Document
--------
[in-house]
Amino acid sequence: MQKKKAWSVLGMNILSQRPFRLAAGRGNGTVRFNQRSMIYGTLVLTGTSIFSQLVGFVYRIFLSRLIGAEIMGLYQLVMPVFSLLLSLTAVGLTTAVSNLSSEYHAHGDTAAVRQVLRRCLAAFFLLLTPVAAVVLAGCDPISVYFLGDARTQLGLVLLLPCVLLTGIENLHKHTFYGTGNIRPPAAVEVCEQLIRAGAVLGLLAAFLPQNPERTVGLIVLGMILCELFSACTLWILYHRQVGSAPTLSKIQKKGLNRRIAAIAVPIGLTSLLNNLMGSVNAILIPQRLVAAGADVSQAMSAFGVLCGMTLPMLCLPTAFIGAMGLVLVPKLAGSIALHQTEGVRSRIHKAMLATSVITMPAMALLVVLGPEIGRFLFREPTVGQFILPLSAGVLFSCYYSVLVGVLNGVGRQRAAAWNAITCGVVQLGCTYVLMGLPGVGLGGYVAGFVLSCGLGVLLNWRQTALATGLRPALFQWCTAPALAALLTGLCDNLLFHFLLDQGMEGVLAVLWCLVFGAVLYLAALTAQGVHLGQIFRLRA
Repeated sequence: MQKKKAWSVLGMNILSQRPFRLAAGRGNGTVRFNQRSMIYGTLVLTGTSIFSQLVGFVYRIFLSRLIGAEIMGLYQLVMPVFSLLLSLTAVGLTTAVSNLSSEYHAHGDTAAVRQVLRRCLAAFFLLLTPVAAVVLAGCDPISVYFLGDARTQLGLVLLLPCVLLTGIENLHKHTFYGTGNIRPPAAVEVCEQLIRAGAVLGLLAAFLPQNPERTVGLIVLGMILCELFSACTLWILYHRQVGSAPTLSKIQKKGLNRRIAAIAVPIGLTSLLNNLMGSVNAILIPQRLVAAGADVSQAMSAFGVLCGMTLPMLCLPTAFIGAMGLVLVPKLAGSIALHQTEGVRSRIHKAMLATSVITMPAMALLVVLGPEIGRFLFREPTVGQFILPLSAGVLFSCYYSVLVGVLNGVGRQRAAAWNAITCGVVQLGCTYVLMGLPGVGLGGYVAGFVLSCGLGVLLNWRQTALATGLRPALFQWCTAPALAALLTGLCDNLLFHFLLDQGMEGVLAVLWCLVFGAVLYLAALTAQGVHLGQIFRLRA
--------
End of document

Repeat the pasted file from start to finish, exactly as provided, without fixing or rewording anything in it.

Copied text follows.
[in-house]
Amino acid sequence: MQKKKAWSVLGMNILSQRPFRLAAGRGNGTVRFNQRSMIYGTLVLTGTSIFSQLVGFVYRIFLSRLIGAEIMGLYQLVMPVFSLLLSLTAVGLTTAVSNLSSEYHAHGDTAAVRQVLRRCLAAFFLLLTPVAAVVLAGCDPISVYFLGDARTQLGLVLLLPCVLLTGIENLHKHTFYGTGNIRPPAAVEVCEQLIRAGAVLGLLAAFLPQNPERTVGLIVLGMILCELFSACTLWILYHRQVGSAPTLSKIQKKGLNRRIAAIAVPIGLTSLLNNLMGSVNAILIPQRLVAAGADVSQAMSAFGVLCGMTLPMLCLPTAFIGAMGLVLVPKLAGSIALHQTEGVRSRIHKAMLATSVITMPAMALLVVLGPEIGRFLFREPTVGQFILPLSAGVLFSCYYSVLVGVLNGVGRQRAAAWNAITCGVVQLGCTYVLMGLPGVGLGGYVAGFVLSCGLGVLLNWRQTALATGLRPALFQWCTAPALAALLTGLCDNLLFHFLLDQGMEGVLAVLWCLVFGAVLYLAALTAQGVHLGQIFRLRA
Repeated sequence: MQKKKAWSVLGMNILSQRPFRLAAGRGNGTVRFNQRSMIYGTLVLTGTSIFSQLVGFVYRIFLSRLIGAEIMGLYQLVMPVFSLLLSLTAVGLTTAVSNLSSEYHAHGDTAAVRQVLRRCLAAFFLLLTPVAAVVLAGCDPISVYFLGDARTQLGLVLLLPCVLLTGIENLHKHTFYGTGNIRPPAAVEVCEQLIRAGAVLGLLAAFLPQNPERTVGLIVLGMILCELFSACTLWILYHRQVGSAPTLSKIQKKGLNRRIAAIAVPIGLTSLLNNLMGSVNAILIPQRLVAAGADVSQAMSAFGVLCGMTLPMLCLPTAFIGAMGLVLVPKLAGSIALHQTEGVRSRIHKAMLATSVITMPAMALLVVLGPEIGRFLFREPTVGQFILPLSAGVLFSCYYSVLVGVLNGVGRQRAAAWNAITCGVVQLGCTYVLMGLPGVGLGGYVAGFVLSCGLGVLLNWRQTALATGLRPALFQWCTAPALAALLTGLCDNLLFHFLLDQGMEGVLAVLWCLVFGAVLYLAALTAQGVHLGQIFRLRA